Eugene spent his free time tramping around the deep countryside with his hunting dogs. (He kept two of them then: a regal, dignified mutt named Bingo and a testy collie named Poochie who was Helen’s darling–the first in a long series of mean, unlovable dogs that she doted on.) He might have passed the whole war that way if it hadn’t been for his sister Hilda’s new boyfriend.

Around the corner from the family house was a grocery called Wehrle’s. It was a little storefront of gray clapboard with a Coca-Cola sign out front. The Wehrle’s family lived upstairs and they took turns running the store. It was a dim, cluttered place, with unvarnished wood floors and rickety storage shelves stacked to the ceiling with dusty boxes: Oxy and Lux, Ivory Flakes and Silver Snow, Rinso and Dreft and Purex. There was a battered round table on the back wall where the neighborhood regulars sat. They were old men mostly, drinkers and idlers. They earned their keep–or at least old Wehrle’s grudging acquiescence–by running messages. Wehrle’s had the only telephone for blocks around, and whenever a long-distance call came in, one of them would fetch its recipient. My mother, Dorothy, remembers playing in the front yard one summer afternoon when a Wehrle’s regular came up breathlessly with the news from Chicago that she had a new baby sister.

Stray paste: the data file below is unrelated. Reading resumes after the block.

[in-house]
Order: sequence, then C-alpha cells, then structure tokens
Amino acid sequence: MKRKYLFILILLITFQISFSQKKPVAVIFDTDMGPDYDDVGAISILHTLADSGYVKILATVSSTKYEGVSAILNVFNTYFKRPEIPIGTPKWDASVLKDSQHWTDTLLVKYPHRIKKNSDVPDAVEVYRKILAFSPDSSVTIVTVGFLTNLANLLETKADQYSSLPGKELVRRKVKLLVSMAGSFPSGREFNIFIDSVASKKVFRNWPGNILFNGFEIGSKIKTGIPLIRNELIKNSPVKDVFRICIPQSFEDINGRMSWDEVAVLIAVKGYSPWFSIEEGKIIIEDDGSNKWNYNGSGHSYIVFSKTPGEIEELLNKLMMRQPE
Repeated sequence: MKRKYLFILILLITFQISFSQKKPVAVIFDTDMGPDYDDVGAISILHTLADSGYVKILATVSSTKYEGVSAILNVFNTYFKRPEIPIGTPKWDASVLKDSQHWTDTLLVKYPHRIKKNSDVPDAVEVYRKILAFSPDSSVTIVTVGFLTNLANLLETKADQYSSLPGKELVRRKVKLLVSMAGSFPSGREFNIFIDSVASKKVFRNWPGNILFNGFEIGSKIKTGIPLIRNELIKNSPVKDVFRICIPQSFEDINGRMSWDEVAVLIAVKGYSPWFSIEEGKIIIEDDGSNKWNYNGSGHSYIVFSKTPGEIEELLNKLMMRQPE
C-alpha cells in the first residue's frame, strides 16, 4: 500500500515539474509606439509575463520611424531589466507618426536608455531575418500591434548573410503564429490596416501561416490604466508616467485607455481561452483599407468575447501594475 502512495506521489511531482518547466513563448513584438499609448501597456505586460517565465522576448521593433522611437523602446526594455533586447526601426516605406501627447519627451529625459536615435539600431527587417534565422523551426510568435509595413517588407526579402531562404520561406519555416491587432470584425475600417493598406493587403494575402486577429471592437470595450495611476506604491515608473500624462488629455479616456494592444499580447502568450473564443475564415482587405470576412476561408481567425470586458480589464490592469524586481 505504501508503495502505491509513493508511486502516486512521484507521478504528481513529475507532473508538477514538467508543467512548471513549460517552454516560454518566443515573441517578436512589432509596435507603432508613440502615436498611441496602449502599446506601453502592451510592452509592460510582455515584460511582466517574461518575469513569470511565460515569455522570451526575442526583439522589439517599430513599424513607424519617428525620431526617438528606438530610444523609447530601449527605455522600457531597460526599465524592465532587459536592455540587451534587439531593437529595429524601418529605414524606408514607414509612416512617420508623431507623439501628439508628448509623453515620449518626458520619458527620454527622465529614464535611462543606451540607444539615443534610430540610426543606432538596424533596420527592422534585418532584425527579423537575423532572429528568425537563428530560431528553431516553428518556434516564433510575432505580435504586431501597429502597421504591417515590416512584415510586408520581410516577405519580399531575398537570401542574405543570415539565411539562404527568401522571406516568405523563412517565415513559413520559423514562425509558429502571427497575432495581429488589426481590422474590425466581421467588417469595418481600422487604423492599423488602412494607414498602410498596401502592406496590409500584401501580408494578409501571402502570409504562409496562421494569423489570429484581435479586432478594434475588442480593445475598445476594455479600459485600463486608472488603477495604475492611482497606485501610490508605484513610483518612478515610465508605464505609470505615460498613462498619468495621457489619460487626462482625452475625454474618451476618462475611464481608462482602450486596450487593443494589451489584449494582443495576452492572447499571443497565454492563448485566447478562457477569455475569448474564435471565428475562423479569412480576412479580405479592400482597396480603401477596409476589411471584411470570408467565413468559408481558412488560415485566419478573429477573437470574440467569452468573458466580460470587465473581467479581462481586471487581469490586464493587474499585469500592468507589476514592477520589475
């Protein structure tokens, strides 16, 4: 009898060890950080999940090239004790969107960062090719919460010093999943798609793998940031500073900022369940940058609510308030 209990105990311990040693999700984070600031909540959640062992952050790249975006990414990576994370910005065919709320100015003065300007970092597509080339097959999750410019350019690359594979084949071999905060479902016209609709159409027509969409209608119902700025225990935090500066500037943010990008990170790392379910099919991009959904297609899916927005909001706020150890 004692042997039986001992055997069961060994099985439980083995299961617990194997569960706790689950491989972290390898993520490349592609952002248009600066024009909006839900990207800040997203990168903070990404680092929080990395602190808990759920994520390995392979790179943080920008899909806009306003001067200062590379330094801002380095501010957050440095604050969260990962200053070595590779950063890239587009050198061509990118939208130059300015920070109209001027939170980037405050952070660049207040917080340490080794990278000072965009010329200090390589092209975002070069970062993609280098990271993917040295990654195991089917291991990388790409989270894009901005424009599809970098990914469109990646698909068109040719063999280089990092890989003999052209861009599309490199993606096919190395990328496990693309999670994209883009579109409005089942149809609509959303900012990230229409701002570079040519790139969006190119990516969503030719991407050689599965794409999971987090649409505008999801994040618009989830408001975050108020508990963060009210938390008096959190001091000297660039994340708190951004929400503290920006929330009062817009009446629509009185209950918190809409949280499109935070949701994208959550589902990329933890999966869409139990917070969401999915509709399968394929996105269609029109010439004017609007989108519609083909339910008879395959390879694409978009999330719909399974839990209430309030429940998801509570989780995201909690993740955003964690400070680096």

Chief among the regulars was a small, loud, relentlessly humorous man named Earnest C. Martindale. He had bristling brown hair, a thin face, a mouth that seemed eternally raised in a grin, and bright, birdlike eyes. He was a jokester, a tale teller, a spinner of rumor and innuendo. His mind was a bottomless well of groaners, wheezes, knee-slappers, and rib-pokers. He was serious only for as long as it took to pass on some lurid new bit of gossip about a neighbor. Nobody ever thought the name Earnest suited him, so everybody called him Marty.